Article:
The program has also resulted in improved academic performance. The opportunity to earn ownership of an instrument provides incentive to re-engage students’ interest in school. Before they are even assigned an instrument, a student must meet the following requirements: maintain an academic grade of C+ (70%) or higher and an attendance record of at least 70% for one full semester. During music instruction, they must maintain the requirements throughout the remainder of the school year. If they do, the instrument is theirs to keep.
There is measurable data that music education improves both academic performance and brain function. “Researchers have found that kids who took music lessons for two years didn’t just get better at playing the trombone or violin; they found that playing music also helped kids’ brains process language.” (Source NPR) Statistics also indicate that the grade point average of students who participated in music education increased one full point higher. Additionally, after just four months of music instruction, students scored 15% to 41% higher when tested on math ratios and fractions. (Source Sharon Begley, “Music on the Mind,” Newsweek, July 24, 2000).
We believe in helping our community youth, one instrument at a time. If you don’t have an instrument, any monetary contribution, no matter how seemingly insignificant, can make a significant difference in one student’s life. Tom’s Guitars in Medford will accept your instrument on our behalf, even those needing repair. Donated instruments are 100% tax deductible. Donate an instrument, today. Arrange a pick up by calling us at 866-448-1948 or contact Tom’s Guitars .
Classroom Music Instruction
Working in conjunction with the Instrument Donation Program, Instruction in the Classroom is our newest program. We unite independent, qualified music professionals—all skilled in reading, writing and playing music—and Rogue Valley schools’ faculty needing additional support to supplement their music curriculum. Both weekly, hour-long group lessons and one-on-one instruction are available. Students must agree to maintain the same 70/70 qualifications as the Instrument Donation Program, in addition to passing a mid-term exam that exhibits their ability to play both major and minor scales and chord voicing. Through the Instrument Donation Program or Loan-to-Purchase Instrument Scholarship Program, students are assigned their own instruments, allowing them to practice at home. Free instrument rental and Loan-to-Purchase programs are funded through foundation grants. Those that qualify for scholarship funds can credit the purchase of their instrument through the scholarship awarded to them. Make a donation, today.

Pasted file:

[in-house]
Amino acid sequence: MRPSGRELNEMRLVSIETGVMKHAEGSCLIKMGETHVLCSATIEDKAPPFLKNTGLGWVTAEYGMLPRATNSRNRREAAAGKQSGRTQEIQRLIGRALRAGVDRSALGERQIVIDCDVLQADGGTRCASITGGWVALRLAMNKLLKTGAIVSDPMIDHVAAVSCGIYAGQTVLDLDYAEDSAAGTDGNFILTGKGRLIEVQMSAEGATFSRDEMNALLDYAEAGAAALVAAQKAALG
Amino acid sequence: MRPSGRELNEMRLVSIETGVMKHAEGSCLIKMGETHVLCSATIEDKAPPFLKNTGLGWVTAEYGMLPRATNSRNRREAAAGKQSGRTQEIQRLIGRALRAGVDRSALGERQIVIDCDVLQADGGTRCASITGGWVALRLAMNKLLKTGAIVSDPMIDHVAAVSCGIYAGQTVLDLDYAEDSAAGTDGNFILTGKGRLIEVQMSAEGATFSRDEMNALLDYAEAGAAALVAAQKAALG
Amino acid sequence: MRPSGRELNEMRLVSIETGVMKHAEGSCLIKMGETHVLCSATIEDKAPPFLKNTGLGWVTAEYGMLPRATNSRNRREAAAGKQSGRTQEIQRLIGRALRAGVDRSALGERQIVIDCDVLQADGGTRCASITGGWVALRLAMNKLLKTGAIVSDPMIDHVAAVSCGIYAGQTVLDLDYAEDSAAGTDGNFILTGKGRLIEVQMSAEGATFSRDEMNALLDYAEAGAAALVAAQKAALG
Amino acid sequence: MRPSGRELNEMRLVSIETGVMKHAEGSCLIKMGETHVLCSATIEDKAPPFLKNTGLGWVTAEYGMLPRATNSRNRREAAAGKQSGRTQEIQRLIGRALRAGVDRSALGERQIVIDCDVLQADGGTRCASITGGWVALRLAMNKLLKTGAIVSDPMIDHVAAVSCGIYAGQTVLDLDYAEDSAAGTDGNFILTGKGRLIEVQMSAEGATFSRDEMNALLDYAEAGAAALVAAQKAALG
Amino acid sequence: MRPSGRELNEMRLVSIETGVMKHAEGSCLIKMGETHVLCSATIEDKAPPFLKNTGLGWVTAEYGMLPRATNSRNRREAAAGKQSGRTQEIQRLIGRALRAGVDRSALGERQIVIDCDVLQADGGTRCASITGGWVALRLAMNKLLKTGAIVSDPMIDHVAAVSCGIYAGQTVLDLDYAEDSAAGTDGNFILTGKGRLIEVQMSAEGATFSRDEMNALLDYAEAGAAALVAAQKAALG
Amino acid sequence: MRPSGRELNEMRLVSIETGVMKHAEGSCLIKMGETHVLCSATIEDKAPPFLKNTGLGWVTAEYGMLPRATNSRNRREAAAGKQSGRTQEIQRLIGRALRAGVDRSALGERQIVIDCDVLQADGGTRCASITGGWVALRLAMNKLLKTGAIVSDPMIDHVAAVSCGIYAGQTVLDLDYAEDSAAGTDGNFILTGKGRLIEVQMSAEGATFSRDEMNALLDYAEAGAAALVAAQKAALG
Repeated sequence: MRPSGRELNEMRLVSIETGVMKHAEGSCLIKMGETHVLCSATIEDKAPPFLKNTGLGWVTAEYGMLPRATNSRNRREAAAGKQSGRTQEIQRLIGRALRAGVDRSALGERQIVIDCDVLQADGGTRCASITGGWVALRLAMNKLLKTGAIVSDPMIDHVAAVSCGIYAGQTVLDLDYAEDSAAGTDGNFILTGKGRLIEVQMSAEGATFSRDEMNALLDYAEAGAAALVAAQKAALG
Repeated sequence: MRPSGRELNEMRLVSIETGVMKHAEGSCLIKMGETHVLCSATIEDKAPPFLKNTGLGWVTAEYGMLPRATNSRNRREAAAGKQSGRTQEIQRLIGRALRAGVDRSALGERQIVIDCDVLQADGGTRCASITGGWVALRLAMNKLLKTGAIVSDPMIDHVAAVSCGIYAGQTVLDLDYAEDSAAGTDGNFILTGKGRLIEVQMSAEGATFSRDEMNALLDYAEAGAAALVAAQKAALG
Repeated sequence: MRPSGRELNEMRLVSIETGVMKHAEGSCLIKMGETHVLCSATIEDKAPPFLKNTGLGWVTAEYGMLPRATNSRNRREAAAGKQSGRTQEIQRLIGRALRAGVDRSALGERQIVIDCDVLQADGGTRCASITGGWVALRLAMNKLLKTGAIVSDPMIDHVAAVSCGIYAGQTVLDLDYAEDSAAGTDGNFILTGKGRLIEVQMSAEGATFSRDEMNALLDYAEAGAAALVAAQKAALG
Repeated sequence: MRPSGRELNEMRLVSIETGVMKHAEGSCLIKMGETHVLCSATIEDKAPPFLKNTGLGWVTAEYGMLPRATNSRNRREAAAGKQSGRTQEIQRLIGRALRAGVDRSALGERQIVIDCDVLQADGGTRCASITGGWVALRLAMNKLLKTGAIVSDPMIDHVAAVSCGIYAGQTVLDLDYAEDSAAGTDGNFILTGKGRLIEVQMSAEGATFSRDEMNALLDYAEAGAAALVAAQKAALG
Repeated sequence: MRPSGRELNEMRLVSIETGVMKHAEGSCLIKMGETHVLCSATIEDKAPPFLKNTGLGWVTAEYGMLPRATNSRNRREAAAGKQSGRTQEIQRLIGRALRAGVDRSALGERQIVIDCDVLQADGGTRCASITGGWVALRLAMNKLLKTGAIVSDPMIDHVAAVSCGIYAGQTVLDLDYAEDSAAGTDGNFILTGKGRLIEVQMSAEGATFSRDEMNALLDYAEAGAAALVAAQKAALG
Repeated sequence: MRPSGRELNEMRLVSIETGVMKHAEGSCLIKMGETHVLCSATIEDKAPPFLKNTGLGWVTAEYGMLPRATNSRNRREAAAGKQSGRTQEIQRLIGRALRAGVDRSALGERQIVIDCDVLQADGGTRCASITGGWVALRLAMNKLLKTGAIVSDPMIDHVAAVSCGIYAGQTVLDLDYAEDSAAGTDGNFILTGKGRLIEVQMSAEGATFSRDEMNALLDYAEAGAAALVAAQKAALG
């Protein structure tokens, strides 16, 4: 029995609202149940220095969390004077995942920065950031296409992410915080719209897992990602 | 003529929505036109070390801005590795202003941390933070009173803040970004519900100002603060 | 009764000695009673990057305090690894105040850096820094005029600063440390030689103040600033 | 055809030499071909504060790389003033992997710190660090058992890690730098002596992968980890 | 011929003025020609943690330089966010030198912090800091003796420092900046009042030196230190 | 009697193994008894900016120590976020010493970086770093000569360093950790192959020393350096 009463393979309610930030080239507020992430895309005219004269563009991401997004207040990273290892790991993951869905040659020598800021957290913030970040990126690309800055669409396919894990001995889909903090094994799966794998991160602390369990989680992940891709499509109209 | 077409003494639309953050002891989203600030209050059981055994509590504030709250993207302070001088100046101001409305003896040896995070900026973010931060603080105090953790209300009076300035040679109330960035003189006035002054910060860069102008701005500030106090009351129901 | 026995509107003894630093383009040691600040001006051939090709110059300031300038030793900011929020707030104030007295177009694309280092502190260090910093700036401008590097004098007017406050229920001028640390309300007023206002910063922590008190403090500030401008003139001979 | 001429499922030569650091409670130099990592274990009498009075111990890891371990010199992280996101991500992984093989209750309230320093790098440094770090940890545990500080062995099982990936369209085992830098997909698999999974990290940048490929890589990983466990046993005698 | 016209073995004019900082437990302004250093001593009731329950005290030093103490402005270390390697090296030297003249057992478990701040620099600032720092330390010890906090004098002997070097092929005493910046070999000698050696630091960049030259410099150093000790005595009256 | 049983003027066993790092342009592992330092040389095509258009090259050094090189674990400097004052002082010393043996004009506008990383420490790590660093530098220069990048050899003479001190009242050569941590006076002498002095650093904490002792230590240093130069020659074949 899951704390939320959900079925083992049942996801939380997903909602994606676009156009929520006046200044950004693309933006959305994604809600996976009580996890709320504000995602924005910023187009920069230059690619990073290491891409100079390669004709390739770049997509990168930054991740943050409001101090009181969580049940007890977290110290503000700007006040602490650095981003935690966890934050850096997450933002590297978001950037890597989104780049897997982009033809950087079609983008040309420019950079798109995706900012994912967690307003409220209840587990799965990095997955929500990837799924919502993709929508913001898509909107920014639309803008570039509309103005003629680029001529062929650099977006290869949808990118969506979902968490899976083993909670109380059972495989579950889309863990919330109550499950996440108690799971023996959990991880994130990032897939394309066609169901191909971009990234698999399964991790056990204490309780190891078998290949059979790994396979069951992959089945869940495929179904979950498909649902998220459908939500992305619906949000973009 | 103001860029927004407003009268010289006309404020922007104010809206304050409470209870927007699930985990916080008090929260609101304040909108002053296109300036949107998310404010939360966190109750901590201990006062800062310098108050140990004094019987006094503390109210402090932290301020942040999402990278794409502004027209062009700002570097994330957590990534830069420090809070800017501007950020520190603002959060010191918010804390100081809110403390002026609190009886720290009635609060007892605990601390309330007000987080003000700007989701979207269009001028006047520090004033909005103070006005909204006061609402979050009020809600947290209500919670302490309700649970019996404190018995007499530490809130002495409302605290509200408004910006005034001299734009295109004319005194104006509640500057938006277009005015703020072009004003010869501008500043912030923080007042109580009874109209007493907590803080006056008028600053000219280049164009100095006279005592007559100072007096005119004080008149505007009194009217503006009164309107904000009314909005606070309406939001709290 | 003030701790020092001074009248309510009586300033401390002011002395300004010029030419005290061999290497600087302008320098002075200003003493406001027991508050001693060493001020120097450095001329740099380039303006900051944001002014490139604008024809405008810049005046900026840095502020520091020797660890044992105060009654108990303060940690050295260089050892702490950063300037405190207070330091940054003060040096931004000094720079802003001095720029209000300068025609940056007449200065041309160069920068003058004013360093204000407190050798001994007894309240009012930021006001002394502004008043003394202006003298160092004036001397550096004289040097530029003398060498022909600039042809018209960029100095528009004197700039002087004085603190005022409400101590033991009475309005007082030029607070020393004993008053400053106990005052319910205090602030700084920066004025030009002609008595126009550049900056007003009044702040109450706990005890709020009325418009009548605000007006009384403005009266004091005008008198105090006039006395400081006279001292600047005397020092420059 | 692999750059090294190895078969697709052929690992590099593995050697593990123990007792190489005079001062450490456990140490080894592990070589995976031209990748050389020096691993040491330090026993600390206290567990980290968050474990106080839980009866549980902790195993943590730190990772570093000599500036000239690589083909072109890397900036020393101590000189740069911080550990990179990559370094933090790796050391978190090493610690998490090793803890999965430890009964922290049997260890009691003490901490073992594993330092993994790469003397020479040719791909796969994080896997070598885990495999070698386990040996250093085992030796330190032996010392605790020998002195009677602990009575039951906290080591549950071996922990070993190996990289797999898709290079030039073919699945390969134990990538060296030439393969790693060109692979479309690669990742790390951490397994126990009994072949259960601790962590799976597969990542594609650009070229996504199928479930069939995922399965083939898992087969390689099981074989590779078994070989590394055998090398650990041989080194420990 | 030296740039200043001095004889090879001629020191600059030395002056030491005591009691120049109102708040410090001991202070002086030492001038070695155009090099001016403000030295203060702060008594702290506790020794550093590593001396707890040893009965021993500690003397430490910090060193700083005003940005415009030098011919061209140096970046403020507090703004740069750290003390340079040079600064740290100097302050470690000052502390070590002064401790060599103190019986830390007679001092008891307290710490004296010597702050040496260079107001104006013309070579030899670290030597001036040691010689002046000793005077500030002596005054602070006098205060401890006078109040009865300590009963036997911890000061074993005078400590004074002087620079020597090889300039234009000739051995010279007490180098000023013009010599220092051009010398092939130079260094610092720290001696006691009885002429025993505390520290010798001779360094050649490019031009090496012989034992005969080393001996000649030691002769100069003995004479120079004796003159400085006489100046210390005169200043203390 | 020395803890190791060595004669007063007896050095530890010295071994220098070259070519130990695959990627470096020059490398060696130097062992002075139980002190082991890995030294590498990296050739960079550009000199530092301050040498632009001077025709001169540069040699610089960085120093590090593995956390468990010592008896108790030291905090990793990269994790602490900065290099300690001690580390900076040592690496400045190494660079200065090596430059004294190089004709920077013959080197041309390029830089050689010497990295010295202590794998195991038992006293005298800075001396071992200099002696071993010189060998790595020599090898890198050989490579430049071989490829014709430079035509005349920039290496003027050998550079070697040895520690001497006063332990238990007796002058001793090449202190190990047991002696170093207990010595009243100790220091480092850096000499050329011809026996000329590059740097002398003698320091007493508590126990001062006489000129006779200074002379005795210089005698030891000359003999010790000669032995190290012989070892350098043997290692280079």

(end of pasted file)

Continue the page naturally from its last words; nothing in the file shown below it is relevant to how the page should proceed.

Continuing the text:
Guitar Lessons at Central Medford High School and Medford 549C School District Classroom at the Jackson County Juvenile Detention Center
This program was launched as a result of a generous donation of 25 guitars and a willing, passionate community music instructor who believed that music might have a profound influence in re-engaging students desire to learn. What began as a trial program at Central Medford High School is now offered every fall to qualifying students based on their academic performance, attendance, and a recommendation by the school’s band or orchestra instructor. The students’ names are submitted and reviewed by SOMF’s Music Education Committee and the appropriate number of guitars are provided by the Instrument Donation program.
In addition to a basic academic curriculum, guitar lessons are also offered at the Medford 549C School District Classroom at the Jackson County Juvenile Detention Center, inspiring wayward youths to make better choices. The introduction of our guitar lesson instruction has been a transformational experience for these incarcerated students who previously had no access to instruments or music education. Their personal notes and affirmations sent by both students and faculty to our Music Education Committee are heartfelt, moving, and bear testimony to the positive impact the program has already had in its short incubation. Make a donation, today.
“I feel that music has its own place in everyone’s soul and that it is important to have music in life. You have no idea how much I appreciate the opportunity you have given me. I have made a lot of mistakes in my life. I have been incarcerated because I was bored and chose to do drugs. Now I can choose music…I am very grateful.”
Kurk, Jackson County Juvenile Detention Center Student